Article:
Half of the large Dutch pension funds have not defined specific action points on climate change, a survey by the Dutch association for investors in sustainable development (VBDO) has suggested.

Of the 50 pension funds examined by the VBDO, 12% lacked an explicit policy against climate change, while 38% had only addressed the issue in general terms, the organisation found.

It said that the other half had formulated action goals, often a reduction of their investment portfolio’s carbon footprint.

Another step taken by pension funds was to reduce the financial risks of climate change in their portfolio – in particular the risk of loss of value of fossil fuel-related investments – by aligning them with the climate targets of the Paris Agreement.

The organisation had focused on climate change for its latest annual survey because the subject posed the greatest ESG risk of the moment, said Angelique Laskewitz, VBDO’s director, during the presentation of the report earlier this month.

The association emphasised that missing the target of keeping global warming to no more than two degrees above pre-industrial levels could have catastrophic consequences. 

VBDO found that one scheme had a policy in place to prepare investments for physical risks of climate change, such as damage to property and disruption of supply chains.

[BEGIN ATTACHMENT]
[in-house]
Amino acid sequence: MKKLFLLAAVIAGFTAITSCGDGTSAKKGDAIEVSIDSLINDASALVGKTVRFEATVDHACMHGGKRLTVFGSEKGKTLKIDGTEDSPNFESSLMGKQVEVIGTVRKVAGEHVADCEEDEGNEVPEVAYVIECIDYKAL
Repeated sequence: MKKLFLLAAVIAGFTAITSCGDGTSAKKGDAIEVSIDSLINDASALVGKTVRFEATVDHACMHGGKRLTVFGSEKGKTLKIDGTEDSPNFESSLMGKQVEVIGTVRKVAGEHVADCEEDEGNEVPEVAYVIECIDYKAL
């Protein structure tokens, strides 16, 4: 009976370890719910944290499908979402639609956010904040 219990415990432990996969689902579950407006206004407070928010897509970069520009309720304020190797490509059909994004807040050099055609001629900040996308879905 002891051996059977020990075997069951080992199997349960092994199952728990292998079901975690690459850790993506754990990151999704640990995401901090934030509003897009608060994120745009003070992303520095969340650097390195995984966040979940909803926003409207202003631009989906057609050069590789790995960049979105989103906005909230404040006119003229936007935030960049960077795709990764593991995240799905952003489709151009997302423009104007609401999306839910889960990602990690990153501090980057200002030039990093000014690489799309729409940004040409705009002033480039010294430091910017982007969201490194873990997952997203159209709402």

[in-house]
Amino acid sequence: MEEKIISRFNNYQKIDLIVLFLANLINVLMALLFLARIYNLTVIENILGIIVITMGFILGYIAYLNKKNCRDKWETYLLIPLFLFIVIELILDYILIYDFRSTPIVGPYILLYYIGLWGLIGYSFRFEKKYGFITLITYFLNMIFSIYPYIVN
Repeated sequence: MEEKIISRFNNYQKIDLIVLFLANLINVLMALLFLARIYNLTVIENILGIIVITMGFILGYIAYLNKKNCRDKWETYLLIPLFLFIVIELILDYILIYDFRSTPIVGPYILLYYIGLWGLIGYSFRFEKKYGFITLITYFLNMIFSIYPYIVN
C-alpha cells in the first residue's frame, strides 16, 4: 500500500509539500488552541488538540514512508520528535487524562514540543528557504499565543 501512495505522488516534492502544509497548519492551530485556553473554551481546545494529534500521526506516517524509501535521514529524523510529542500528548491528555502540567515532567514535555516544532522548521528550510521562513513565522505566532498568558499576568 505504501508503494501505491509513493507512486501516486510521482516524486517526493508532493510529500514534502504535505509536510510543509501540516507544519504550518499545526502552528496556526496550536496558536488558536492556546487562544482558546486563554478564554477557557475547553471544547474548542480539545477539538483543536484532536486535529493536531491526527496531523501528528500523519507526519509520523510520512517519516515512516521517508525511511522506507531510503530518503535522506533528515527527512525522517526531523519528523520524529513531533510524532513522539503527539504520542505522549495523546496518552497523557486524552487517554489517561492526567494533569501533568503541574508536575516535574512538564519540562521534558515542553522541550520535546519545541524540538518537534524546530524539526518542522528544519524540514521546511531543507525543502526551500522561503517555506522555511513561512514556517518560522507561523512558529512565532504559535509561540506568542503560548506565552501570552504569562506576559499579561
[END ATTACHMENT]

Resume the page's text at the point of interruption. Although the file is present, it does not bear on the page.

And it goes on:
It said that more than 20% of pension funds tried to actively contribute to climate solutions, for example through investment in renewable energy or green infrastructure protecting against extreme weather.

PFZW drops to third in ranking

The €459bn civil service scheme ABP received the highest score in this year’s ranking, as last year. 

PFZW, the €238bn healthcare pension fund – which came second in the 2018 survey, and for 11 years before that top of the list – dropped to third place.

BpfBouw, the €67bn pension fund for the construction sector, was ranked second in this year’s survey.

Lucienne de Bakker, who contributed to the survey, said that the pension funds’ targets still fell short in terms of measurability and deadlines.

No more than 32% had formulated a final date for targets, such as carbon reduction, she said.

The organisation recommended pension funds to consult more with NGOs, academics, and other experts in order to keep their policy up to date. Middle and low achievers could look to the frontrunners to learn from them.

It also advised schemes to improve their reporting to members on targets and results achieved.